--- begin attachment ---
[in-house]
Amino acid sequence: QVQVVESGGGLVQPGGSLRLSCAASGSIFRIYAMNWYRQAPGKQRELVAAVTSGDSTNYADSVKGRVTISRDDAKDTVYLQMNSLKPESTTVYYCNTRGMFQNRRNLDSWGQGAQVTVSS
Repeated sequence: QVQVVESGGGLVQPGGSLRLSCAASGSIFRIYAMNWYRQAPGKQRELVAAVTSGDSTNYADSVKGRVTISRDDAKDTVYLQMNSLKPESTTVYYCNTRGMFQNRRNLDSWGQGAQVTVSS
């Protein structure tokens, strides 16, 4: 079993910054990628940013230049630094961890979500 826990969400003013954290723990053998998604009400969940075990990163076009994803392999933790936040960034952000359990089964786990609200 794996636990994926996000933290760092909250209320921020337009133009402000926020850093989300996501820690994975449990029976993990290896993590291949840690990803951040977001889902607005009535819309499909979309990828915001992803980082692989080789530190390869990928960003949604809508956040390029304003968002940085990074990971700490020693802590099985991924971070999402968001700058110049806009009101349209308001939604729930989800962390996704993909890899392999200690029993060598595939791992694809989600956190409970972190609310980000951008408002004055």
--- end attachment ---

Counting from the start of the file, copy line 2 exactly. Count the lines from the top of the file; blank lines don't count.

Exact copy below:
Amino acid sequence: QVQVVESGGGLVQPGGSLRLSCAASGSIFRIYAMNWYRQAPGKQRELVAAVTSGDSTNYADSVKGRVTISRDDAKDTVYLQMNSLKPESTTVYYCNTRGMFQNRRNLDSWGQGAQVTVSS